Christopher Clery | Issue Ten Interview

Coming out as gay opened my perception and understanding of masculinity, sexuality and gender. Using interactions and experiences with male behaviour in both straight and gay men, I critique the broad expressions of masculinity. Such aspects are the unrealistic displays of masculinity and the pressures to attain it. The association between homosexuality and narcissism by casting sex between men as the very image of self-mirroring and the self-scrutiny and objectification the male body is subjected to. My work also celebrates the beauty found in the male form and the expression of queer sensibility.

Using imagery of paradise and pastoral settings to represent my own psyche, I construct these landscapes to express the sexual confidence I have found, and the effect aggressive masculinity has on me. This aggressiveness is expressed through imagery of monoliths that represent the destruction skewed ideas of masculinity can cause. I convey this through the guise of Greek mythology and antiquity. The use of bird motifs represents Fisherian Runaway in men. Fisherian Runaway is a sexual selection mechanism found in birds to account for the evolution of exaggerated male ornamentation by persistent female choice. This sexual mechanism is explored through visuals to express the performative habits of masculinity and how it influences male behaviour. 

Tell us a bit about yourself and your work

I studied printmaking and contemporary practice at Limerick School of Art and Design where i grduated in November. This course gave me the freedom to experiment with many different types of printmaking techniques, both traditional and digital. This is how I leant my interests in photography, video, silkscreen and collage. I try to combine as much of these techniques and mediums as I can when I am creating. I am inspired by animals, nature, films, fashion, history and mythology. Such artists that influence me are Frida Khalo, Hans Bellmer, Derek Jarman, wilhelm von gloeden, James Bidgood and many others. I always had a liking for surrealist art and take a lot of compositional ideas and displays of the human body from classical, renaissance and rococo art.

What is your working process?

My process for making art changes quick and often depending on what I am trying to create. I mix collage, photography and silkscreen printing processes together often. I would jump from one process to another and the imagery starts piecing together sort of like a puzzle. When it comes to my collage process and gathering my imagery, it is a more meticulous and strict process. I do not use the internet for imagery collecting, I get the majority of my collage pieces from my own photography, natural geographic magazines, postcards, wrappers, zines, photography books and any other kinds of photo books of interest. After I cut them out I then scan them into photoshop to adjust colours and I can then reprint them with higher quality paper and cut them out again if needs be.Being an artist is like being a chameleon, research can dive me deep in historical figure and events, while the next day I can act like a scientist mixing different liquids and chemical processes to achieve different colours, reactions and results during printmaking. A small scissors, a scalpel  and glue are the things i can't live without while creating.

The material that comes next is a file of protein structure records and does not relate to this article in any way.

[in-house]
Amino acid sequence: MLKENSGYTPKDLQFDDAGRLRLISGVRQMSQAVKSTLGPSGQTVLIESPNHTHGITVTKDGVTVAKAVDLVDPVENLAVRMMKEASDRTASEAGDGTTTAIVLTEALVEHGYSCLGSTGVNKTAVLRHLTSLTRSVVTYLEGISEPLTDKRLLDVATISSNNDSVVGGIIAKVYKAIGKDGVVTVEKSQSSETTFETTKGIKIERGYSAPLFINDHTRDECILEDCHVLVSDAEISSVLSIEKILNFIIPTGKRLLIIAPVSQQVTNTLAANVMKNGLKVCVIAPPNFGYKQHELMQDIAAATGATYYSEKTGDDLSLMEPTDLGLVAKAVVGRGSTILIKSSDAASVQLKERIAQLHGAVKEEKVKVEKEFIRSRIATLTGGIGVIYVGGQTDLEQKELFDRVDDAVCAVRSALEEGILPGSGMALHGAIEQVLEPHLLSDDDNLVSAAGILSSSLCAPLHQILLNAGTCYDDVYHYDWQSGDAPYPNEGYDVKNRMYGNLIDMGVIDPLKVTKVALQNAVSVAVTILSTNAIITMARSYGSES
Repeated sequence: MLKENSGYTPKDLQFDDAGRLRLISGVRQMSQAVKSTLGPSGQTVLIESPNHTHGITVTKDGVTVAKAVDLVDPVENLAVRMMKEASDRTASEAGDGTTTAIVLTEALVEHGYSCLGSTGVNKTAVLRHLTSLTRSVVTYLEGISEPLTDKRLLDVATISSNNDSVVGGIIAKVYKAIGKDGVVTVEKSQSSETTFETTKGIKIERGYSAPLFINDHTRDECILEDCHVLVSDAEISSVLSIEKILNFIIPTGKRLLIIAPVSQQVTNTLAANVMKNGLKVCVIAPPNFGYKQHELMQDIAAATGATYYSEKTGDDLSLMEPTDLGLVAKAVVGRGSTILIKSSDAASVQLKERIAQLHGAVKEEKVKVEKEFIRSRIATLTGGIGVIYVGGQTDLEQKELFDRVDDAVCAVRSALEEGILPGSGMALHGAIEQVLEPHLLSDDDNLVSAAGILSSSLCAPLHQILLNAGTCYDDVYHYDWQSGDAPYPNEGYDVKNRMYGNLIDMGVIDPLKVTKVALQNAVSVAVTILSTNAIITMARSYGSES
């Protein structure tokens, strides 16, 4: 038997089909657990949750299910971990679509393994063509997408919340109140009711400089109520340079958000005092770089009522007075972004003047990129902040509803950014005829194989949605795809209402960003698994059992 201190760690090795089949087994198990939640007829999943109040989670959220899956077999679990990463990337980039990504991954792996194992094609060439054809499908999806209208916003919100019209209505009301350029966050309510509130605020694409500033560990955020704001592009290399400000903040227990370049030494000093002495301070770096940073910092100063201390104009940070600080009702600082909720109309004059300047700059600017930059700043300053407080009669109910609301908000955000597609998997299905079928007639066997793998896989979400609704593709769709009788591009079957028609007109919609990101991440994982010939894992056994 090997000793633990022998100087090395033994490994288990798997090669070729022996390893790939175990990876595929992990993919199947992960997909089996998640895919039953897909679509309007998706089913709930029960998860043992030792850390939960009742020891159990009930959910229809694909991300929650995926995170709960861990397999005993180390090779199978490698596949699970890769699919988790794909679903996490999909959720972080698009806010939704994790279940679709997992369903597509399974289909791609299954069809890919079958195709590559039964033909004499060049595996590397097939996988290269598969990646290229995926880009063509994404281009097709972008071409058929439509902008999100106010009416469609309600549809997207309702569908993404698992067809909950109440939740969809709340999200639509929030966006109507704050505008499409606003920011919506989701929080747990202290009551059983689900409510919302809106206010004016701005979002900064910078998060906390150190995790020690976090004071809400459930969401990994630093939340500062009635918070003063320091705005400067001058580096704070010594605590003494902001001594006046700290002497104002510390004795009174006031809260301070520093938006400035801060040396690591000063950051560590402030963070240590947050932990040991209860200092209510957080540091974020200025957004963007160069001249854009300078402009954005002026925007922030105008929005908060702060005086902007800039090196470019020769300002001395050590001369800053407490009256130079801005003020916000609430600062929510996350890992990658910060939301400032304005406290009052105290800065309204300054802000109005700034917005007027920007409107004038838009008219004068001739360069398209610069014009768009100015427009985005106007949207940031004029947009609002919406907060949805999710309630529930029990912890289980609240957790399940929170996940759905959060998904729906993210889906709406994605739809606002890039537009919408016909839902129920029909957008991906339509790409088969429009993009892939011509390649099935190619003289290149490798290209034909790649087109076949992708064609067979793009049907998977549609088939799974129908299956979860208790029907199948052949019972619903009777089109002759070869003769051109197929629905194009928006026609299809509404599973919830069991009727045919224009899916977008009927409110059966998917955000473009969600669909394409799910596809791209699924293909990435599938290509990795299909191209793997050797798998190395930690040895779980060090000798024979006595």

I don't really know how I navigate the art world or even know how to. I just graduated so the college bubble just popped and i'm still new and fresh to big bad world, let alone the art world, but it's all a learning process. Even doing this magazine interview about my art is new to me. Come back to in five years and ask me the same question.

What do you feel the role an artist has in society?

I believe that the role of an artist of any medium in society is to express their ideas and feelings through the visual language. Artists maintain and evolve culture with each new artwork made which I think is an important pillar of society.


Contact us -


© 2020 Murze

online arts platform and